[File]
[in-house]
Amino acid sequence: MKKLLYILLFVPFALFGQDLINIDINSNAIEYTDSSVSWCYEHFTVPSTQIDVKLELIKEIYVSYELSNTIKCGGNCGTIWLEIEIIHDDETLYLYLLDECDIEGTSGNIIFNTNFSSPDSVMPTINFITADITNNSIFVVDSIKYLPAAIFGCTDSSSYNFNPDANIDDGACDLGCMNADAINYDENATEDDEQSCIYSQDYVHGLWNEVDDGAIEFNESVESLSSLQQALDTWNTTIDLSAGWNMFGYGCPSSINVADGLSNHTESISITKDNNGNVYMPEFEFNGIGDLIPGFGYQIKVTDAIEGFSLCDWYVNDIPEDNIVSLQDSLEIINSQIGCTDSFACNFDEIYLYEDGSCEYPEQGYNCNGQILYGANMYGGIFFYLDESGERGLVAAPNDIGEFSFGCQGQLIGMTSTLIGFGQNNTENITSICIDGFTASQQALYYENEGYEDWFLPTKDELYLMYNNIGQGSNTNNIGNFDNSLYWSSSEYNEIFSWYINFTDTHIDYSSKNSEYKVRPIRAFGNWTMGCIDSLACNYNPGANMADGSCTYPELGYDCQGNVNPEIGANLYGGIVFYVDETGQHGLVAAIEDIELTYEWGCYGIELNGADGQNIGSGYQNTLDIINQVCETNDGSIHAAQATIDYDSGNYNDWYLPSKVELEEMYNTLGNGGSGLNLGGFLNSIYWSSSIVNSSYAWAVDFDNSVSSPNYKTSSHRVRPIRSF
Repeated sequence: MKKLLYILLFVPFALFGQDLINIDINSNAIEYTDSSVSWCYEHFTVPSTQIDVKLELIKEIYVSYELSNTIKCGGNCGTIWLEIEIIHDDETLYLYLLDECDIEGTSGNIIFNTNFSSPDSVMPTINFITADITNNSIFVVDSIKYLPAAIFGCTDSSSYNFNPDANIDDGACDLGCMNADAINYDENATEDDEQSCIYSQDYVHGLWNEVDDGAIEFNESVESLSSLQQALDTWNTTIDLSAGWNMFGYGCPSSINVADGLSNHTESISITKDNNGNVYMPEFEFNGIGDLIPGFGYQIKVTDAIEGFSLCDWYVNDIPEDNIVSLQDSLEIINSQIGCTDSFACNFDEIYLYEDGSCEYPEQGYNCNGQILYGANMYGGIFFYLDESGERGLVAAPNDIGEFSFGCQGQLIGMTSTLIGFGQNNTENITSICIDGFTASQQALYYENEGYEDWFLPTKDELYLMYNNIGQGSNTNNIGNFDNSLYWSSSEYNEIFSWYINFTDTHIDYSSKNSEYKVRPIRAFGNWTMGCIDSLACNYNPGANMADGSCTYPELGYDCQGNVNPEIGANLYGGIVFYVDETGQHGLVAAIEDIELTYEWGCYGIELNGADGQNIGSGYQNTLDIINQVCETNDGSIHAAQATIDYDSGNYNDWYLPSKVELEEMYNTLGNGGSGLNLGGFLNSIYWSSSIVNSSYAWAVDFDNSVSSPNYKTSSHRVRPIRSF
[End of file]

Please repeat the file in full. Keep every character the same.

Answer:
[in-house]
Amino acid sequence: MKKLLYILLFVPFALFGQDLINIDINSNAIEYTDSSVSWCYEHFTVPSTQIDVKLELIKEIYVSYELSNTIKCGGNCGTIWLEIEIIHDDETLYLYLLDECDIEGTSGNIIFNTNFSSPDSVMPTINFITADITNNSIFVVDSIKYLPAAIFGCTDSSSYNFNPDANIDDGACDLGCMNADAINYDENATEDDEQSCIYSQDYVHGLWNEVDDGAIEFNESVESLSSLQQALDTWNTTIDLSAGWNMFGYGCPSSINVADGLSNHTESISITKDNNGNVYMPEFEFNGIGDLIPGFGYQIKVTDAIEGFSLCDWYVNDIPEDNIVSLQDSLEIINSQIGCTDSFACNFDEIYLYEDGSCEYPEQGYNCNGQILYGANMYGGIFFYLDESGERGLVAAPNDIGEFSFGCQGQLIGMTSTLIGFGQNNTENITSICIDGFTASQQALYYENEGYEDWFLPTKDELYLMYNNIGQGSNTNNIGNFDNSLYWSSSEYNEIFSWYINFTDTHIDYSSKNSEYKVRPIRAFGNWTMGCIDSLACNYNPGANMADGSCTYPELGYDCQGNVNPEIGANLYGGIVFYVDETGQHGLVAAIEDIELTYEWGCYGIELNGADGQNIGSGYQNTLDIINQVCETNDGSIHAAQATIDYDSGNYNDWYLPSKVELEEMYNTLGNGGSGLNLGGFLNSIYWSSSIVNSSYAWAVDFDNSVSSPNYKTSSHRVRPIRSF
Repeated sequence: MKKLLYILLFVPFALFGQDLINIDINSNAIEYTDSSVSWCYEHFTVPSTQIDVKLELIKEIYVSYELSNTIKCGGNCGTIWLEIEIIHDDETLYLYLLDECDIEGTSGNIIFNTNFSSPDSVMPTINFITADITNNSIFVVDSIKYLPAAIFGCTDSSSYNFNPDANIDDGACDLGCMNADAINYDENATEDDEQSCIYSQDYVHGLWNEVDDGAIEFNESVESLSSLQQALDTWNTTIDLSAGWNMFGYGCPSSINVADGLSNHTESISITKDNNGNVYMPEFEFNGIGDLIPGFGYQIKVTDAIEGFSLCDWYVNDIPEDNIVSLQDSLEIINSQIGCTDSFACNFDEIYLYEDGSCEYPEQGYNCNGQILYGANMYGGIFFYLDESGERGLVAAPNDIGEFSFGCQGQLIGMTSTLIGFGQNNTENITSICIDGFTASQQALYYENEGYEDWFLPTKDELYLMYNNIGQGSNTNNIGNFDNSLYWSSSEYNEIFSWYINFTDTHIDYSSKNSEYKVRPIRAFGNWTMGCIDSLACNYNPGANMADGSCTYPELGYDCQGNVNPEIGANLYGGIVFYVDETGQHGLVAAIEDIELTYEWGCYGIELNGADGQNIGSGYQNTLDIINQVCETNDGSIHAAQATIDYDSGNYNDWYLPSKVELEEMYNTLGNGGSGLNLGGFLNSIYWSSSIVNSSYAWAVDFDNSVSSPNYKTSSHRVRPIRSF